There’s more to writing for magazines than getting your name into Cosmopolitan. Thousands of new magazines are launched every year and it’s a big market for freelance writers. In fact, it’s even bigger now that so many magazines have an online presence. So, how do you go about writing a magazine article that will sell?
What Magazine Articles Do
I admit, I didn’t know this when I wrote my first magazine article, but most magazine articles do one of four things. They inform, adding to your knowledge about a subject. They help you to solve a problem. They persuade you about a particular viewpoint. They entertain you. Some articles do more than one of those things at the same time.
How To Structure A Magazine Article
When you’re ready to write then you need to think about structure. With magazine articles, you can move beyond the inverted pyramid of news. Instead, you can build to an important point or scatter important points throughout the article.
Tell A Story
The key thing to remember is that you’re telling a story to your readers. That means you need a beginning, a middle and an end. It also means you need to think about where you’re taking your reader and create a logical path to that end point.
Beginning Your Magazine Article
The first thing you need to do is get people to read your article, so you need to find a way to grab them. When I interview people, I often start the resulting article with a quote or an anecdote from their life. However, you can also set the scene or use anything that will get attention.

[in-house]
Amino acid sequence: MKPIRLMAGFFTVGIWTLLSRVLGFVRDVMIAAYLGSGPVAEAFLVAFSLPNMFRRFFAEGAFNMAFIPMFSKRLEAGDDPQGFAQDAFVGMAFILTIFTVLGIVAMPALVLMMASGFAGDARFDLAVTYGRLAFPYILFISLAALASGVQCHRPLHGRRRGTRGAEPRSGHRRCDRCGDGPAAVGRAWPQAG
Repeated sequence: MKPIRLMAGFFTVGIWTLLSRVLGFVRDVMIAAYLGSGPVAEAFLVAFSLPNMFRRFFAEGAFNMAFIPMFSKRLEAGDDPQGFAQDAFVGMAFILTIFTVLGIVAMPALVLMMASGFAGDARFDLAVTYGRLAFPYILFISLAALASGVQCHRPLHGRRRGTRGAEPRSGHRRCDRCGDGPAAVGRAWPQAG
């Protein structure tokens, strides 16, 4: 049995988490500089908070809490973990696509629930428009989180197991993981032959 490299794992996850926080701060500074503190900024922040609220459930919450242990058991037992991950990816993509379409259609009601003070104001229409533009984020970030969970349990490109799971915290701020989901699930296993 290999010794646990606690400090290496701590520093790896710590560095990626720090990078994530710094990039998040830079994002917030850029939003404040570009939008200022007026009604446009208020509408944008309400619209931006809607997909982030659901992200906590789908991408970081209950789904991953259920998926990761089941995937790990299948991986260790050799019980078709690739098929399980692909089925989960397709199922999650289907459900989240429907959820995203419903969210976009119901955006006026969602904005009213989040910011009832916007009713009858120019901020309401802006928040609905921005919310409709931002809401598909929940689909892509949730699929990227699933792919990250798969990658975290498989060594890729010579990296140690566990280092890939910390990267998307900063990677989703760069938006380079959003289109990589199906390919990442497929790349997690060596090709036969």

With most magazine articles, you talk to a person or people. People like reading about other people, so if your interviewee says something good, use a quote rather than reported speech. This makes your magazine article more interesting.
Ending Your Magazine Article
Finally, end with a bang. This could be an important point, a revelation, or another anecdote or quote. The idea is to satisfy your reader and to get that reader interested in your other writing.
When you research an article, you often have information left over that didn’t make it into the main piece. Don’t get rid of this. Use it to create a sidebar or table (editors will love this), or as the starting point for another article.